When the New York Mets signaled their intention to sell at the 2023 trade deadline, righty Max Scherzer told reporters that he wanted to “have a conversation” with the front office to get a sense of the team’s future and how the 39-year-old might fit into it. He apparently heard enough that, just a few days later, he waived his no-trade clause and approved a deal that sent him to the Texas Rangers.
Now, though, we finally have some insight into what exactly was discussed between Scherzer and Mets GM Billy Eppler — and what New York’s plans are for 2024 and beyond. Scherzer spoke with Ken Rosenthal of The Athletic on Monday afternoon, and he painted a picture of a Mets team that seems prepared to take a step back rather than retool and try to contend next year. Per Rosenthal:
“I talked to Billy. I was like, ‘OK, are we reloading for 2024?’ He goes, ‘No, we’re not. Basically our vision now is for 2025-2026, ‘25 at the earliest, more like ‘26. We’re going to be making trades around that.’ I was like, ‘So the team is not going to be pursuing free agents this offseason or assemble a team that can compete for a World Series next year?’ He said, ‘No, we’re not going to be signing the upper-echelon guys. We’re going to be on the smaller deals within free agency. ‘24 is now looking to be more of a kind of transitory year.’”
Given the players the Mets have targeted in deals for Robertson, Scherzer, outfielder Mark Canha and fellow star pitcher Justin Verlander — largely focusing on high-upside Minor Leaguers who are at least a year away — that sort of timeline can’t come as too much of a surprise. What is a bit of a surprise, though, is that Scherzer says Eppler was considering trading not just pending free agents but players with significant team control left, like Pete Alonso and Jose Quintana.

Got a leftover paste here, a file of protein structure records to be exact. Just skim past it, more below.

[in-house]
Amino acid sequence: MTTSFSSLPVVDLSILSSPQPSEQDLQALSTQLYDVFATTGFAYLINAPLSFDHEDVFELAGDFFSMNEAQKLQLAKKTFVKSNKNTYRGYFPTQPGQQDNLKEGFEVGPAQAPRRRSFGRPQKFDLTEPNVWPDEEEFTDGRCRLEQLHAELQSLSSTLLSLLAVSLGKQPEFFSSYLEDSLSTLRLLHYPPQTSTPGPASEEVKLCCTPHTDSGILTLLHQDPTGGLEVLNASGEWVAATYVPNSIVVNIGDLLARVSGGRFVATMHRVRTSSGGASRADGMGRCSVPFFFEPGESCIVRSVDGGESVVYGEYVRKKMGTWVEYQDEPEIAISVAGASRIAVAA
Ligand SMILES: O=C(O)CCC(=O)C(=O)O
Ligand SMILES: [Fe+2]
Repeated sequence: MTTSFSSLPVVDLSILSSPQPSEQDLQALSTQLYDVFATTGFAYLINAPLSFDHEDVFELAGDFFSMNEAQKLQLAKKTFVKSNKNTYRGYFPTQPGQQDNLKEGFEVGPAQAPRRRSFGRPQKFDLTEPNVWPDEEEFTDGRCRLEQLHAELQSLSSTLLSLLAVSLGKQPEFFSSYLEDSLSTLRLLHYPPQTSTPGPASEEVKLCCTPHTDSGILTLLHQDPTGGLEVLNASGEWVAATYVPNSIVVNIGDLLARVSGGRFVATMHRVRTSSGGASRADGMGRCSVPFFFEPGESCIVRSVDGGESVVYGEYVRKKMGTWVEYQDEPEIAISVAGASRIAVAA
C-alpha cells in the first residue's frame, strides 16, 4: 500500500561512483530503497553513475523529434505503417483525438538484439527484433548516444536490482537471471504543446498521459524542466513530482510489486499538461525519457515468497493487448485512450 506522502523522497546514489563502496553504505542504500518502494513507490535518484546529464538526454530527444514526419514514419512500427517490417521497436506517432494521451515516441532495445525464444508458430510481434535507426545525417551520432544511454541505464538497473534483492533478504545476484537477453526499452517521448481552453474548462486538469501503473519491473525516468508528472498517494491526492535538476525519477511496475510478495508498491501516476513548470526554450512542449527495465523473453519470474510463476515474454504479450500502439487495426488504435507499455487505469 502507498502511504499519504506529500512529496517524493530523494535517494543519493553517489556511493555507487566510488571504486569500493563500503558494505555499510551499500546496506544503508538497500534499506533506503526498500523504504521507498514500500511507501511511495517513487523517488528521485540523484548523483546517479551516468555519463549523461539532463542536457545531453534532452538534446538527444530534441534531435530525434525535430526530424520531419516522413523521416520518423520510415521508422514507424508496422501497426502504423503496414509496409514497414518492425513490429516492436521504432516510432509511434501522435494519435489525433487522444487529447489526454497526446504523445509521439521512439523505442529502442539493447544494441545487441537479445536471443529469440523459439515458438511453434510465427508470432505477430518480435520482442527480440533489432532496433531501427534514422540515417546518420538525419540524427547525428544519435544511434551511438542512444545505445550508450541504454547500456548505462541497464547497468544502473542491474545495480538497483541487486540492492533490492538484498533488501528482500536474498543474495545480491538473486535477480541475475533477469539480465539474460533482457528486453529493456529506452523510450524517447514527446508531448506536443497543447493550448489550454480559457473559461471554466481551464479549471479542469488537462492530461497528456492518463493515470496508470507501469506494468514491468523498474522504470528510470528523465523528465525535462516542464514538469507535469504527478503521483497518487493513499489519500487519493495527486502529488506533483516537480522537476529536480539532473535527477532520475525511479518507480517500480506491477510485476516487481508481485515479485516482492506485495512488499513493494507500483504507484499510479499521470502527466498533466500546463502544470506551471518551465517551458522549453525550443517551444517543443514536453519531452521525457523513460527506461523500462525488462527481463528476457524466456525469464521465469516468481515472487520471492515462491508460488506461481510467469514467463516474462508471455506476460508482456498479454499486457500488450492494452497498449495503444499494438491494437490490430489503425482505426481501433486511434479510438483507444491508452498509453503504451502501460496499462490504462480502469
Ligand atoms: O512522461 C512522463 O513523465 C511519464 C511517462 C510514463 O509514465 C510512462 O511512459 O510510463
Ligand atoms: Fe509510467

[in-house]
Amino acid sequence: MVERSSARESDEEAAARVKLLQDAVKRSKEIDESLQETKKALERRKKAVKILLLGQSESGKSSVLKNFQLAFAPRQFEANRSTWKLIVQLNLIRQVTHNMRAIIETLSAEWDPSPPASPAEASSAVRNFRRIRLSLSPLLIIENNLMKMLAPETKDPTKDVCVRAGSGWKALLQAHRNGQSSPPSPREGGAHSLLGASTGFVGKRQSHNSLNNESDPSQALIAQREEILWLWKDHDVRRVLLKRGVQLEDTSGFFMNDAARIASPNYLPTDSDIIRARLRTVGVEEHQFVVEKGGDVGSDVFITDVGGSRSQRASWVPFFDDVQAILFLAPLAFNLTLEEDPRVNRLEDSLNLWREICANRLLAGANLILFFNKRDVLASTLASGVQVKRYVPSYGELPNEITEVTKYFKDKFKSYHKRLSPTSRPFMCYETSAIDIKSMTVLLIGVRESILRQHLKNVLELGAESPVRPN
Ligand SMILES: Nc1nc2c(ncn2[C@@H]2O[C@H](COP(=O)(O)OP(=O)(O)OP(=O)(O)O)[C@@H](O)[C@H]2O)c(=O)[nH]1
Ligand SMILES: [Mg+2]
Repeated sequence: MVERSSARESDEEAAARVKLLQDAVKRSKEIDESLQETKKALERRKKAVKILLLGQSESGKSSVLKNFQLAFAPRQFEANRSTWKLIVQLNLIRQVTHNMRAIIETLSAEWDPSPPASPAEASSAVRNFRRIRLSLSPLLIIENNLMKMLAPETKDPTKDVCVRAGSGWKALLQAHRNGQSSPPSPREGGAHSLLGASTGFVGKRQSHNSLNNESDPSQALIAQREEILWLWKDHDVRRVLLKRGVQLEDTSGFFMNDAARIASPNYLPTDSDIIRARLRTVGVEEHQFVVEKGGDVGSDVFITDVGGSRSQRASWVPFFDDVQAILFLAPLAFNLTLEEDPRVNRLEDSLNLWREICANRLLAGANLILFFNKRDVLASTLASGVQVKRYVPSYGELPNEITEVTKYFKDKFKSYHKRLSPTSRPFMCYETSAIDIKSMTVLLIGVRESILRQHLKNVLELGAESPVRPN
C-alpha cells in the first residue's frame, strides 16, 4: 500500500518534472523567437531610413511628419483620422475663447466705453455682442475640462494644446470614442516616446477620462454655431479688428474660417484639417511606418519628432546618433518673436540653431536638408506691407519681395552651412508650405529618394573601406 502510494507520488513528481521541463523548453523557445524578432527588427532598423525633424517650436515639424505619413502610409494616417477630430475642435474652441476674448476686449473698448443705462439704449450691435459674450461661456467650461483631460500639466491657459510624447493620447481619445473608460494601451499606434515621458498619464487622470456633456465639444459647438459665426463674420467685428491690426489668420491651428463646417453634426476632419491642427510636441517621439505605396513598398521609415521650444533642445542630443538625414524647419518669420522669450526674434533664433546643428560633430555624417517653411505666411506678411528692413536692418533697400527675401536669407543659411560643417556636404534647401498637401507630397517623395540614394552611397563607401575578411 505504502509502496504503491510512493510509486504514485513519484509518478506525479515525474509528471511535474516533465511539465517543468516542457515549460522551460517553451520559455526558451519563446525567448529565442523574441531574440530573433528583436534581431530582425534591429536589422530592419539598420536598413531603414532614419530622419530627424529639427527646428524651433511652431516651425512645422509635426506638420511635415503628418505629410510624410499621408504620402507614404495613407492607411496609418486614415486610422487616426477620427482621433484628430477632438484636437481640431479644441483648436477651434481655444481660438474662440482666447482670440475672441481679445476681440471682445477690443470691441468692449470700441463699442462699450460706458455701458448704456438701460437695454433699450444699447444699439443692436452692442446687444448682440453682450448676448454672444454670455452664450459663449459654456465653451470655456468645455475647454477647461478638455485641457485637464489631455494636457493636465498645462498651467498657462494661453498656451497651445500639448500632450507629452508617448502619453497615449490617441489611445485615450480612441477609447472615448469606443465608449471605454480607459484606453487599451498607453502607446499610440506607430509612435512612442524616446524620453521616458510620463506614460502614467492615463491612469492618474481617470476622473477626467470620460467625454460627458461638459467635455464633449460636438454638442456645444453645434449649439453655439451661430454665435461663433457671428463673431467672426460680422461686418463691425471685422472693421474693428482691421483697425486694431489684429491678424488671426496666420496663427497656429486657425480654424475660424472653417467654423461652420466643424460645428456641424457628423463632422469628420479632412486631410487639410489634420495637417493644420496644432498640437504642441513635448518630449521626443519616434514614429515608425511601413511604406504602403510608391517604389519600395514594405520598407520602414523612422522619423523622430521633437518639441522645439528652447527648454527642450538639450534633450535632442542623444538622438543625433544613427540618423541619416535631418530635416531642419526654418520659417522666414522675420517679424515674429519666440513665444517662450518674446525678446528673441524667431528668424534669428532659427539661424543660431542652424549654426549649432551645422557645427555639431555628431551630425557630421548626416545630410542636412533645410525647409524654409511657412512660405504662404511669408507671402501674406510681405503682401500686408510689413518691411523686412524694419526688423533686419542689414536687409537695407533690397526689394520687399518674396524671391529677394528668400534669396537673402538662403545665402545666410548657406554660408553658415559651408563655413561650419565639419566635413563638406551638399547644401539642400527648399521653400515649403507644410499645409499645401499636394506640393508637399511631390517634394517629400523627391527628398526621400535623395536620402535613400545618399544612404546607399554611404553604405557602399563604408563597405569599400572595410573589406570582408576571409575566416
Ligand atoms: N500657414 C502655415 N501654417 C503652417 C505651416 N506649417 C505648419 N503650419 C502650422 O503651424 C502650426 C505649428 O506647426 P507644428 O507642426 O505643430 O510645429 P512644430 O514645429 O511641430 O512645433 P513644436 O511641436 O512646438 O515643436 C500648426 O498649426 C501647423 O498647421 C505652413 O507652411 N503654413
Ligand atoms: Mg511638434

Understandably, that came as a bit of a surprise to a pitcher who signed with New York last year at age 38 looking to make one more run at a World Series title before retirement. (Of course, Scherzer is among the reasons the 2023 Mets underachieved despite a record payroll.) Scherzer told Rosenthal that, if Eppler and owner Steve Cohen had committed to reloading in 2024, he likely wouldn’t have accepted a trade, instead preferring to try and contend in New York.
“If they had said, ‘We’re going to hold on to all the ‘24 pieces,’ that would have been a different story,” Scherzer said. “But they were saying no, we’re going to be moving players that are under contract for 2024 before the deadline. That’s a completely different vision from what everybody had in the clubhouse. All the players had a vision of, we reload for 2024. That was no longer the case.”
After the Robertson deal, Eppler assured the media that the Mets weren’t interested in a fire sale, but rather “a repurposing”. If Scherzer’s account is true, though — and we have no reason to think that it’s not — he and Verlander will hardly be the last big names to go.